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PRS Market in Poland H2 2023: Rising Rents, Investor Challenges, and Legislative Needs

REAL ESTATEPRS Market in Poland H2 2023: Rising Rents, Investor Challenges, and Legislative Needs

Similar to the first half of 2023, the most frequently indicated challenge for investors for the next 12 months are the persistently high interest rates. However, in comparison to the results from 6 months ago, legislative changes have fallen from second to fourth place, in favor of concerns about further subsidizing the residential real estate sector. Nearly all of our survey participants agreed that 2024 will see further increases in rental prices. The supply of ready apartments increased by about 2,000 units in the second half of 2023, a result nearly twice as bad as in the first half of 2023. At the same time, the number of apartments under construction increased by 1,000 units – according to the PwC Poland report “Institutional Rental – The Future of the Market in the Light of New Perspectives. Review of the PRS Market in Poland – Summary of H2 2023”.

Existing legal frameworks allow for the implementation of PRS investments even though such projects are not ‘directly’ regulated in legal terms. When realizing PRS projects, it is necessary to “adapt” regulations relating to other types of investments. The year 2023 saw changes in law (including the reform of spatial planning and development, significant changes in technical conditions) which undoubtedly will impact the real estate market both in the short and long term. These changes should also be considered in the context of PRS investments.

The second half of 2023 did not bring an increase in the number of transactions compared to the first six months. However, this does not mean that investors have “rested on their laurels”. Negotiations regarding the purchase of new projects are ongoing, while the acquisition process has been extended and investors are acting more cautiously, not revealing the details of ongoing discussions. Optimism is evident in responses to our survey, in which over 90% of respondents announced the purchase of new projects in 2024.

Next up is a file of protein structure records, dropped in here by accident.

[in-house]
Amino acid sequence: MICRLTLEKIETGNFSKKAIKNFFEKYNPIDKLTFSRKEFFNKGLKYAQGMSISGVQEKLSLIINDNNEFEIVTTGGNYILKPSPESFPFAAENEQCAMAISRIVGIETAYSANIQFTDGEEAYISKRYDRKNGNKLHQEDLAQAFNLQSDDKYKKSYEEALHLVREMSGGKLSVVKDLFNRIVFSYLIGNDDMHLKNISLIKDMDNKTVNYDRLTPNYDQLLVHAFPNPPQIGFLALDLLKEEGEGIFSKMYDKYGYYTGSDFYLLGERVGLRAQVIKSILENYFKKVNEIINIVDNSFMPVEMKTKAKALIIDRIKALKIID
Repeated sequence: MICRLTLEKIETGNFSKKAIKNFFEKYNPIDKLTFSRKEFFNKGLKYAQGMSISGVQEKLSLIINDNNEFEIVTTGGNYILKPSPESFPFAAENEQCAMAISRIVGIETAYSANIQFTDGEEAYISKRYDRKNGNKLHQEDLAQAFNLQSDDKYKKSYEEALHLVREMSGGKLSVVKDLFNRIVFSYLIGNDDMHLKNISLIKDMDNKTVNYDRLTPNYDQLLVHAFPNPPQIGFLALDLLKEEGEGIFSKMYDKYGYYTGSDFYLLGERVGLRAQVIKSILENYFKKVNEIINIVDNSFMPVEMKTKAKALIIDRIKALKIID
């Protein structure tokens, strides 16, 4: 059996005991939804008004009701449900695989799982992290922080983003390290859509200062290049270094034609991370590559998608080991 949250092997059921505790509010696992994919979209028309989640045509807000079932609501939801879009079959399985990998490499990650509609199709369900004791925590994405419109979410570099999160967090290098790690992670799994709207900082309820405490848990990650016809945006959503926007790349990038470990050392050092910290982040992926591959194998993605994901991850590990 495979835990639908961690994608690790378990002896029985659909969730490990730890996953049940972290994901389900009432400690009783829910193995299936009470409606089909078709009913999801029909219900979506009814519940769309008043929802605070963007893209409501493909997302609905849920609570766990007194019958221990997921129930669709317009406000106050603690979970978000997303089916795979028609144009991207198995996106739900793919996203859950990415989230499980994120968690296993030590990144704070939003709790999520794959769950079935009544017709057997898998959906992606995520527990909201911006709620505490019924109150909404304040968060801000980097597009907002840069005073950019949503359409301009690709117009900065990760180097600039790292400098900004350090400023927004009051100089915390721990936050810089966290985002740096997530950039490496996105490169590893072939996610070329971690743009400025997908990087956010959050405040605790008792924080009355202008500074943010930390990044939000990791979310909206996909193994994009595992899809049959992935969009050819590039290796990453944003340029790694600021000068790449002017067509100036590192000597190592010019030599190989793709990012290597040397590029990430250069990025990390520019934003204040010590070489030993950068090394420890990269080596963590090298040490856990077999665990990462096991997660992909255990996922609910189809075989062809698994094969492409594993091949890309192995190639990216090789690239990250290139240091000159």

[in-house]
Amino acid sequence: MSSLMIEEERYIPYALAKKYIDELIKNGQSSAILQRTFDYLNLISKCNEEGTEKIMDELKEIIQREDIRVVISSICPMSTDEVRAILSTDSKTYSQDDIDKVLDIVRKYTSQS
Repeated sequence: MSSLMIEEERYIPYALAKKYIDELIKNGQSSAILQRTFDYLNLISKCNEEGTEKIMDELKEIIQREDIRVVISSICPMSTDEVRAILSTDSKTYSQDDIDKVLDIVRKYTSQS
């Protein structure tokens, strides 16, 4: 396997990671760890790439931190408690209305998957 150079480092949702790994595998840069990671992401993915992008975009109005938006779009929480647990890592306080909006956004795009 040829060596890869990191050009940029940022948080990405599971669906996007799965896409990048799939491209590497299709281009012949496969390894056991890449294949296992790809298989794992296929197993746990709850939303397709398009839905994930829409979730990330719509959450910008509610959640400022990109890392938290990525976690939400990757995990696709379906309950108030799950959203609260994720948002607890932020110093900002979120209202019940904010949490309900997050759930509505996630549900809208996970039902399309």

“In addition to presenting the current state of the PRS market, this year’s edition of the report also writes about trends present on more developed institutional rental markets and relates them to our local reality. One of the trends identified by investors in our survey is the creation of additional value for the tenants, by building a community and organizing activities that both brings together the community and increases customer loyalty. In our report, as in previous ones, we focus on the seven most active cities. In this edition, we present an update of legal issues relevant to the PRS sector, which were included in our 2022 report” – says Kinga Barchoń, PwC Poland partner and leader of the real estate market services team.

After analyzing the statements of representatives of the real estate industry and observing the legal challenges facing investors, in our opinion, several key legislative changes should be considered. Firstly, considering the significance of changes introduced by the planning reform which took effect in 2023, it should be considered whether some regulations – especially those concerning the “transition period” – do not require adjustment. Secondly, investing in land destined for perpetual usufruct is associated with certain restrictions and additional burdens. Hence, expanding the possibilities of ‘transforming’ perpetual usufruct rights into ownership rights could positively impact the development of PRS investments. In regulating the issue of ‘conversion fee’ – attention should also be paid to the EU regulations on permitted state aid (de minimis). Thirdly, creating legal frameworks for investment vehicles in the form of REITs (Real Estate Investment Trusts) – would allow individual Polish investors to participate in real estate market investments, including the implementation of PRS investments.